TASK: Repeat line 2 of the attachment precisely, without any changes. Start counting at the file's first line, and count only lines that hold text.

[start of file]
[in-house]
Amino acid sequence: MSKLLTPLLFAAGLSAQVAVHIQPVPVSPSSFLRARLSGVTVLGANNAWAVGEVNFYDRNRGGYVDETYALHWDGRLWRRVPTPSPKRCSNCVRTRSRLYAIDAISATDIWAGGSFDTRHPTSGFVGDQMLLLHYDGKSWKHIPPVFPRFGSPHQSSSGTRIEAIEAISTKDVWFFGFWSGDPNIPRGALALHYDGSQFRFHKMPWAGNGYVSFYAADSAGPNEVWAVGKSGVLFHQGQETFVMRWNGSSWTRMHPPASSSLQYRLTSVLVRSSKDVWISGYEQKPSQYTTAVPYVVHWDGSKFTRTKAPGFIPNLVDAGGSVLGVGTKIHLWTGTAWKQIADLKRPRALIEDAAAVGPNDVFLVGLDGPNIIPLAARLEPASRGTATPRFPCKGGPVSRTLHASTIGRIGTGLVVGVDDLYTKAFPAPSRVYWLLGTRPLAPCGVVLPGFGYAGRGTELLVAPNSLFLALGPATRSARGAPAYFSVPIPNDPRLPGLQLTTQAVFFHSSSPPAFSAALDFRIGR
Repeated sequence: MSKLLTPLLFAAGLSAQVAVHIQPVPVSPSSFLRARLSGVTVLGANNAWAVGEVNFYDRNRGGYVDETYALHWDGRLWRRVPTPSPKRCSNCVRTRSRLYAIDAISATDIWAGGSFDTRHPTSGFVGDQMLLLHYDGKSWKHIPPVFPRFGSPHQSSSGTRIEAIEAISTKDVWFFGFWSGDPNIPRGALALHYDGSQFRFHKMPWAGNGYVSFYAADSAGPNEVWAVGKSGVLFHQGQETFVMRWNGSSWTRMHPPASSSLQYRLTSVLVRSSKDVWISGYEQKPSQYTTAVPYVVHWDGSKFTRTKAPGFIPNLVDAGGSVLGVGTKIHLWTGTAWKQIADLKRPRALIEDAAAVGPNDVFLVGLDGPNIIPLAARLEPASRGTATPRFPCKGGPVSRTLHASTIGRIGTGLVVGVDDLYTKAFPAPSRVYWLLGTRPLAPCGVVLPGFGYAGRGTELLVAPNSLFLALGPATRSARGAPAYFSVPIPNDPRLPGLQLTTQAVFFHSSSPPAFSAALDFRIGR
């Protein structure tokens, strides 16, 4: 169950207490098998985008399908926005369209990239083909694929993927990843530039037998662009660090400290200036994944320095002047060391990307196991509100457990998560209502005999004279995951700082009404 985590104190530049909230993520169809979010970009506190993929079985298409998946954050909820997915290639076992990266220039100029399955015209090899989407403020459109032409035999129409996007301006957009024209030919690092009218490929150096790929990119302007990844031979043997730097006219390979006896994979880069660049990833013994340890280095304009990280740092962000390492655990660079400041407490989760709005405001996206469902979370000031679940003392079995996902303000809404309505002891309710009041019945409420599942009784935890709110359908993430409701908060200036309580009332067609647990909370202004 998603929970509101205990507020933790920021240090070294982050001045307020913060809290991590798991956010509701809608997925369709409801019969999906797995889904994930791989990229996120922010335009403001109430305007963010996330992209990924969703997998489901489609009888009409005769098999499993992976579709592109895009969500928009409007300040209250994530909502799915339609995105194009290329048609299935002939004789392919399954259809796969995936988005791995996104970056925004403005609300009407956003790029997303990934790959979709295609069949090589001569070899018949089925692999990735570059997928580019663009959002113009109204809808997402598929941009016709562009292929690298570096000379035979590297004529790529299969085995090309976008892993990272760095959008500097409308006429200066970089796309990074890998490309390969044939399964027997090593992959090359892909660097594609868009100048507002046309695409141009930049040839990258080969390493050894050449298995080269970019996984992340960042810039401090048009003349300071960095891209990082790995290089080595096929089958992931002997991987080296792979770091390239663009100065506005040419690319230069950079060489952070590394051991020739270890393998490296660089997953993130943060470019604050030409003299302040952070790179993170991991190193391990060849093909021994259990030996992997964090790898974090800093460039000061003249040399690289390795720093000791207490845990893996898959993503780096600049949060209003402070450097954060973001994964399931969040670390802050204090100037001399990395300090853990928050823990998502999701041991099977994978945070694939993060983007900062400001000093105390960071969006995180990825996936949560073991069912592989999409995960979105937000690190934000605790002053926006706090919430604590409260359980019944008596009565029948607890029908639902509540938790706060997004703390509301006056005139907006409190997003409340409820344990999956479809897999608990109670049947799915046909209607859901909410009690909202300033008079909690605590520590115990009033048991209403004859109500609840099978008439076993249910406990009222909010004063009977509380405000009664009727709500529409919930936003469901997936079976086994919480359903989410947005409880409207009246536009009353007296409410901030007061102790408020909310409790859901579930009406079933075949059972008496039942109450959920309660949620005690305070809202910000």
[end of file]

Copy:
Amino acid sequence: MSKLLTPLLFAAGLSAQVAVHIQPVPVSPSSFLRARLSGVTVLGANNAWAVGEVNFYDRNRGGYVDETYALHWDGRLWRRVPTPSPKRCSNCVRTRSRLYAIDAISATDIWAGGSFDTRHPTSGFVGDQMLLLHYDGKSWKHIPPVFPRFGSPHQSSSGTRIEAIEAISTKDVWFFGFWSGDPNIPRGALALHYDGSQFRFHKMPWAGNGYVSFYAADSAGPNEVWAVGKSGVLFHQGQETFVMRWNGSSWTRMHPPASSSLQYRLTSVLVRSSKDVWISGYEQKPSQYTTAVPYVVHWDGSKFTRTKAPGFIPNLVDAGGSVLGVGTKIHLWTGTAWKQIADLKRPRALIEDAAAVGPNDVFLVGLDGPNIIPLAARLEPASRGTATPRFPCKGGPVSRTLHASTIGRIGTGLVVGVDDLYTKAFPAPSRVYWLLGTRPLAPCGVVLPGFGYAGRGTELLVAPNSLFLALGPATRSARGAPAYFSVPIPNDPRLPGLQLTTQAVFFHSSSPPAFSAALDFRIGR